With his 1901 marriage to Frances Blogg, a devout Anglican, he was reintroduced to Christianity. He identified closely with the Anglo-Catholic side of the Church of England. While he increasingly saw the most authentic, truthful expression of Christianity in Catholicism, he did not become a Catholic until 1922. Chesterton was well aware of how controversial a step he was making, knowing the lingering hostility felt by most of the British toward Rome. Chesterton’s principal concern was that his wife not be angered by his decision or feel forced to follow him. Indeed, Frances did not join the Catholic Church until several years later.

Chesterton’s marriage was a happy one, but not an easy one. Frances endured periods of deep depression and had a horror of sexual contact. But she brought order to her husband’s chaotic life, managing both his domestic life and his public life. Unsurprisingly, the Chestertons had no children of their own, but, nonetheless, G.K. had an extraordinary rapport with children, delighting them with his stories and drawings. He had the same respect for children as he did for adults, basing his behavior on Jesus’ special regard for children.

There are two major elements of Chesterton’s thought that permeate both his religious writing and his literary criticism. First was a rich sense of wonder in the most ordinary things of life and giving thanks for them. Chesterton wrote, “It is the aim of all religion, of imagination, of poetry and the arts, to awaken that sense of something saved from nothing.” Second, he emphasized appreciating the limits of our imagination and the limitless nature of God who chose to take on the limits of our mortality. Knowing limits is “a way to appreciate how awful and beautiful this world is,” he wrote.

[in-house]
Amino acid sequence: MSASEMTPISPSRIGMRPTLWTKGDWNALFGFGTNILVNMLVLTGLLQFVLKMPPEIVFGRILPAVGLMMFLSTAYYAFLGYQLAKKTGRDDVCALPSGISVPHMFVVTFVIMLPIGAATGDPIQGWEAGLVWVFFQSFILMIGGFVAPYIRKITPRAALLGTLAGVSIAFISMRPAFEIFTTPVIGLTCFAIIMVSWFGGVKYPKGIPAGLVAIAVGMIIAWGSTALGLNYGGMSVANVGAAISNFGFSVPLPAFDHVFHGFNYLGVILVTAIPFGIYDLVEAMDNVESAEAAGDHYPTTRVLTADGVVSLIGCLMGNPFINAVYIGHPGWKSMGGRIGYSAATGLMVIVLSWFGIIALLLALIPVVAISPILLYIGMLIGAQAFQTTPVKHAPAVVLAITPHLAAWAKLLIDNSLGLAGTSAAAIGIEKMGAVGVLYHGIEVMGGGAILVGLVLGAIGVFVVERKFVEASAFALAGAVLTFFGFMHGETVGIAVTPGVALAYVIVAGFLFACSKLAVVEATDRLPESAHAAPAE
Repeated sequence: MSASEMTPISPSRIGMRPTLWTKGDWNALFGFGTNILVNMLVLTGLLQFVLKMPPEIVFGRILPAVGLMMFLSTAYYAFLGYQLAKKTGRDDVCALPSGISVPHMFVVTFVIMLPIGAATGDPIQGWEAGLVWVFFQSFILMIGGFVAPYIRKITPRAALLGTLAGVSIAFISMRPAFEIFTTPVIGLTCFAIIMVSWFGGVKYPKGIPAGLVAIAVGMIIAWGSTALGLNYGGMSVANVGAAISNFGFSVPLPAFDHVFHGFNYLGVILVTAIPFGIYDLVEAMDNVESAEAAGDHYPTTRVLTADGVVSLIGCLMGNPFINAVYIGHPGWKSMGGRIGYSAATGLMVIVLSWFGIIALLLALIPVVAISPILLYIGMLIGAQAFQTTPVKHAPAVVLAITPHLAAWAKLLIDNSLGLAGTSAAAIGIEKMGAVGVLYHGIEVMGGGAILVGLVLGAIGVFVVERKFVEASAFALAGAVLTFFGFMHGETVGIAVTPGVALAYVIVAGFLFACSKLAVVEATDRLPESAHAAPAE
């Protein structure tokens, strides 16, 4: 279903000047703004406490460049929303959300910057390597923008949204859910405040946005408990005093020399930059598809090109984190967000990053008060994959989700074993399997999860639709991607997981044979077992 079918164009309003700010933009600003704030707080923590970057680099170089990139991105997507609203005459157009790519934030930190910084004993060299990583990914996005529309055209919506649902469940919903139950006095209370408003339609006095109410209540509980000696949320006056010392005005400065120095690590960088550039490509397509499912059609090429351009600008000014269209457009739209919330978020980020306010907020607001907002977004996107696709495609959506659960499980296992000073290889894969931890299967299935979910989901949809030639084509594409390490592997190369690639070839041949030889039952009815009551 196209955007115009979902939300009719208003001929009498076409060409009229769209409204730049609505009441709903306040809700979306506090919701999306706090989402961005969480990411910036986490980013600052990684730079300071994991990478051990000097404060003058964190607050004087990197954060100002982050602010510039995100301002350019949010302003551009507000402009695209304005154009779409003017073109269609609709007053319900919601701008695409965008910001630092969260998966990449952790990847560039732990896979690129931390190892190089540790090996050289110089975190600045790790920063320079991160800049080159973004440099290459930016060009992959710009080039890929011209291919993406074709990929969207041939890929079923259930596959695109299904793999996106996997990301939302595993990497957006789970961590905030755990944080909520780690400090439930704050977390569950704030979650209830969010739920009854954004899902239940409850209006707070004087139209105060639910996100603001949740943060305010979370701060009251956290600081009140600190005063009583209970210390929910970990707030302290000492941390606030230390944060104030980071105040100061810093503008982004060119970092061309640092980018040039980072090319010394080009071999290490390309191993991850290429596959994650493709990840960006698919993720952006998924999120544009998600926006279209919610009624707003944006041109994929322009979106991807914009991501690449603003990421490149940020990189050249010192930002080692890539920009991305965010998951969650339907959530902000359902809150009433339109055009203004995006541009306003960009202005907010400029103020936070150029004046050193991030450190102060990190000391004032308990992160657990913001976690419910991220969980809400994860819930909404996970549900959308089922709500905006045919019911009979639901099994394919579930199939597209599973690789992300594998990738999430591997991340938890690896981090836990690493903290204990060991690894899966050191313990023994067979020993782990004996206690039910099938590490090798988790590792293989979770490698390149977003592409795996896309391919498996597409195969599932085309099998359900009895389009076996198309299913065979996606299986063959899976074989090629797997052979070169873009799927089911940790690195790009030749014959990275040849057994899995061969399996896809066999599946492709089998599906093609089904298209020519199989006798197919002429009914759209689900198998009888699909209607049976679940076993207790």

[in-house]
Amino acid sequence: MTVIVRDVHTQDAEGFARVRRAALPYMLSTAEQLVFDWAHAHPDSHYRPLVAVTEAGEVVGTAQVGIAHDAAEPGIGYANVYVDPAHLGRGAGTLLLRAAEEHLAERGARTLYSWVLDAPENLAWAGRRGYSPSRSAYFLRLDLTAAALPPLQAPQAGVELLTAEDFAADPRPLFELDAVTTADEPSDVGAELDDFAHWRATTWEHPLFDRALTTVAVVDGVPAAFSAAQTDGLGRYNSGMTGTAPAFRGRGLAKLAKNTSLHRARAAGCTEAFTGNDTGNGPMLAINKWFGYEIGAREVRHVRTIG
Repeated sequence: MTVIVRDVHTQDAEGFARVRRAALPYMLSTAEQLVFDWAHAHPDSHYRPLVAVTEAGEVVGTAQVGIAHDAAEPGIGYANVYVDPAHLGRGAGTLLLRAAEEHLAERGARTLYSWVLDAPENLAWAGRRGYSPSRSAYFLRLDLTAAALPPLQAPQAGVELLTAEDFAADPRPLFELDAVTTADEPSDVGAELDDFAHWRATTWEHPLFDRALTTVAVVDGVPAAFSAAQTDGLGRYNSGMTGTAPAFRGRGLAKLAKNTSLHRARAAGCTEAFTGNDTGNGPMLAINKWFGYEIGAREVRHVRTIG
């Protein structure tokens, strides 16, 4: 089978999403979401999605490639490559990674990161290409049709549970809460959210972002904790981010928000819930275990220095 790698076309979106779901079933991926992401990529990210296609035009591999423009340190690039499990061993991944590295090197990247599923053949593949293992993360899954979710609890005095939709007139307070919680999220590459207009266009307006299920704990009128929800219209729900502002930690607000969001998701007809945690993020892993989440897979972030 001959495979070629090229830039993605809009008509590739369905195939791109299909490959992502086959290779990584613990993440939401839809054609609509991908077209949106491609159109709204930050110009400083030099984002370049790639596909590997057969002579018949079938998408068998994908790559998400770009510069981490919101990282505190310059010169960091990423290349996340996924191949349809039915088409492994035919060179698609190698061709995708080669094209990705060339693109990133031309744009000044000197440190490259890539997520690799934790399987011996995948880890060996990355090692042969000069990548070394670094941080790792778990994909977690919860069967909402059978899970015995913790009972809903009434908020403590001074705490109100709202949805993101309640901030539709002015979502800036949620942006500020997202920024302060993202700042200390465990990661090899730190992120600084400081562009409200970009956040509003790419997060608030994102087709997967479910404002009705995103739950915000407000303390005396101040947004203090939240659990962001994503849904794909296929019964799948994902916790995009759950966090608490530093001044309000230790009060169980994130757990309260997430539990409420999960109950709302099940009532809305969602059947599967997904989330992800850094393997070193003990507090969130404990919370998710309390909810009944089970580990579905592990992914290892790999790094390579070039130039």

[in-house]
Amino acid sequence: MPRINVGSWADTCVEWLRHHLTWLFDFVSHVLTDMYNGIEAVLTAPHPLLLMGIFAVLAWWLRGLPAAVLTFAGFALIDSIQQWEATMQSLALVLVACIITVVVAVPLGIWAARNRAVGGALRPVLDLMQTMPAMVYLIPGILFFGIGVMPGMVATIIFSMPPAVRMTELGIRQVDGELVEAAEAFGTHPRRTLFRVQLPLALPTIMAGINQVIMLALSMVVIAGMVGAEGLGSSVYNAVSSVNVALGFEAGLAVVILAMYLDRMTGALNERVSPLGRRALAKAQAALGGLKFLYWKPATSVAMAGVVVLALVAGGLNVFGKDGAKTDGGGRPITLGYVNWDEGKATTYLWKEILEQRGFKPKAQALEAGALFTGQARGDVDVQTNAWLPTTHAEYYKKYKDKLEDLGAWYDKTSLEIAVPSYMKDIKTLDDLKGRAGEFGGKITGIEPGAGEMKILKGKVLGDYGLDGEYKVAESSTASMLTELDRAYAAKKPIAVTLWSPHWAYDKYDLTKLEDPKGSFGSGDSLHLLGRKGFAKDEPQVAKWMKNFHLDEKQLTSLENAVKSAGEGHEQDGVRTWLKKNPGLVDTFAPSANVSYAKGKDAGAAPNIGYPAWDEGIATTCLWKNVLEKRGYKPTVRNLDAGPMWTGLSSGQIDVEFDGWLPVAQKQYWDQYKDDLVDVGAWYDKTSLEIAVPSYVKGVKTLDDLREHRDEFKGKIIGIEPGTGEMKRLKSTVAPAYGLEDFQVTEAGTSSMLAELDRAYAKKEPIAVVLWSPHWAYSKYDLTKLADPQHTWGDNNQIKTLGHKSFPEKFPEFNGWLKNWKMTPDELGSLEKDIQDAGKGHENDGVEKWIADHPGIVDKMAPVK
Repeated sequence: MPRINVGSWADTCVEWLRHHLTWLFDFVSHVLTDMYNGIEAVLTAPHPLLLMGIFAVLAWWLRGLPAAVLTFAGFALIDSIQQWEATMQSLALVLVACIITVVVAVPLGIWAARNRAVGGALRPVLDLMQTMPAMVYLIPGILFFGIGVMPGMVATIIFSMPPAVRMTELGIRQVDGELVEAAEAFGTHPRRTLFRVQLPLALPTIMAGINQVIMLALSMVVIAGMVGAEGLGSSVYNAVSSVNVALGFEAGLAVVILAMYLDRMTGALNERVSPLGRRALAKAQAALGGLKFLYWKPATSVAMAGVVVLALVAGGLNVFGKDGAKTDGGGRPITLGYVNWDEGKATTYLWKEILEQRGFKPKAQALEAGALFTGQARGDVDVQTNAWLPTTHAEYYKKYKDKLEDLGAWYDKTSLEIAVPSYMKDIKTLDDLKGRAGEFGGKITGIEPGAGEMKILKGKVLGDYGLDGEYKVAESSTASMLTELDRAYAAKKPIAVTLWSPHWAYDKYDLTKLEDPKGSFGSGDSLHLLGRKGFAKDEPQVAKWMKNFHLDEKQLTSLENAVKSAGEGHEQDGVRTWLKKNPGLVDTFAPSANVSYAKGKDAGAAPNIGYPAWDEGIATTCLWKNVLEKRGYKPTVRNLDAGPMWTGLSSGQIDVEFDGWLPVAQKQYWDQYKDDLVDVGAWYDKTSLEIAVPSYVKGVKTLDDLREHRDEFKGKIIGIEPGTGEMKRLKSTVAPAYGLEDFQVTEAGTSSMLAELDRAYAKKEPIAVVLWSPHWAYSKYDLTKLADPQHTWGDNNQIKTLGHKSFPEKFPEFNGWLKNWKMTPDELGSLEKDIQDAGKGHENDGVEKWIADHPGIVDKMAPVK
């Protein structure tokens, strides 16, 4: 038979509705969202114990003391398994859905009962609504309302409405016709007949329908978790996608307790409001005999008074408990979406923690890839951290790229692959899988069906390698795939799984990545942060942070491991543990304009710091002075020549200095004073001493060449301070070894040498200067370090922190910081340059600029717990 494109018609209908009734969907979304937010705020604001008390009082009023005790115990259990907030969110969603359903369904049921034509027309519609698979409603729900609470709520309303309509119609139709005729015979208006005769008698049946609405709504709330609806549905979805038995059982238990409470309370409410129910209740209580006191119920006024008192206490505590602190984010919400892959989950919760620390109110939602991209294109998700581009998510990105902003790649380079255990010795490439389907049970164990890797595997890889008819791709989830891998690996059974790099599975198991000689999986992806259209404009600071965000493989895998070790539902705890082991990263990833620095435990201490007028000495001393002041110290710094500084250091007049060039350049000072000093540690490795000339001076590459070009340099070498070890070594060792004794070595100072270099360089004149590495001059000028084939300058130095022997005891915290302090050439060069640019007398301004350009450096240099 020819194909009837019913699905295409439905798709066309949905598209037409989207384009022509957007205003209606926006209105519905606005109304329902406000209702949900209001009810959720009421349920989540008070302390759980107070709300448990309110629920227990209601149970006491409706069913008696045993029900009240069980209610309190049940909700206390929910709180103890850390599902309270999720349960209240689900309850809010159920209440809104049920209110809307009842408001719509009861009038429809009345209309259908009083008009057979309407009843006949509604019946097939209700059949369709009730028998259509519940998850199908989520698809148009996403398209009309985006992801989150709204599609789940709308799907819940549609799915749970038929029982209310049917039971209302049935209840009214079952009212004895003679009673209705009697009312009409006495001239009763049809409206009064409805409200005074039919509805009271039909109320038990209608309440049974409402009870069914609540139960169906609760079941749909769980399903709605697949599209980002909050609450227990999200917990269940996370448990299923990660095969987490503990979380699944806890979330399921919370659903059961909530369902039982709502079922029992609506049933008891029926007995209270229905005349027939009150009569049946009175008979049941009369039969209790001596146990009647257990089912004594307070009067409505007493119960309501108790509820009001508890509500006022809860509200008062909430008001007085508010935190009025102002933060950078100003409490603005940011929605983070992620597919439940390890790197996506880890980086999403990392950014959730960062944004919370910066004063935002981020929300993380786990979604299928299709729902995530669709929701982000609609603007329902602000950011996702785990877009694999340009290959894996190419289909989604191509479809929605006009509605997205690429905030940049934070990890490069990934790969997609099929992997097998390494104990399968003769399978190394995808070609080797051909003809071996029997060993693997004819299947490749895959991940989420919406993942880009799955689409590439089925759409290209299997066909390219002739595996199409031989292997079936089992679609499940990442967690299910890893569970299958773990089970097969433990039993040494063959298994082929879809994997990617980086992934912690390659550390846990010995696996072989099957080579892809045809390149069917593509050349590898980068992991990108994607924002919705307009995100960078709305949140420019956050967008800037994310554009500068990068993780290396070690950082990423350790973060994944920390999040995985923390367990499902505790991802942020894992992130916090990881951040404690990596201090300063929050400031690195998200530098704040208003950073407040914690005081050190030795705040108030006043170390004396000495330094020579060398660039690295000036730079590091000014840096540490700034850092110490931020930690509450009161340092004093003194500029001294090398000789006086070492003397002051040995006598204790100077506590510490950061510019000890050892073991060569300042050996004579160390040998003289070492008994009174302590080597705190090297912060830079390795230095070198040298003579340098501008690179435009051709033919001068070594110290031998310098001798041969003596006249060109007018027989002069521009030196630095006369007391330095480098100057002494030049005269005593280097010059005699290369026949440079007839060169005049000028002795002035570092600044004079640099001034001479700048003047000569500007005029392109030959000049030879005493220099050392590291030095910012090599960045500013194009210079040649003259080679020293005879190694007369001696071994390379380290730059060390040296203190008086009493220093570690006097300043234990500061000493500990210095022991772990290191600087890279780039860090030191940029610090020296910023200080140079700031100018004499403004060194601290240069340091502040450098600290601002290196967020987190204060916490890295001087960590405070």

Chesterton saw Catholicism as “the key which unlocked the meaning of the world, it had to be complex and complicated, which is why he vigorously condemns the speciously attractive demand to simplify Christianity”. He accused Calvin of “(trying) to create a simplified Christianity, and creating a world of pessimism and devil-worship.”

For many years, audiences poured in for debates between Chesterton and George Bernard Shaw, the great playwright. Chesterton would argue the need for and the worthiness of religion, while Shaw took the atheist position.

Despite the differences between them intellectually, they remained good friends. But Shaw, a strict vegetarian and always thin, never missed a chance to tease Chesterton about his weight. Chesterton mentioned that a famine had broken out in a certain region and Shaw said, staring at his friend’s stomach, “Yes, and you are probably the cause of it.” When one considers the level of political debate today, it makes one long for a chance to hear two such brilliant and funny men.

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Yearley earned a certificate of advanced study in theology at the Ecumenical Institute of St. Mary’s Seminary and University in Baltimore. He continues to study theology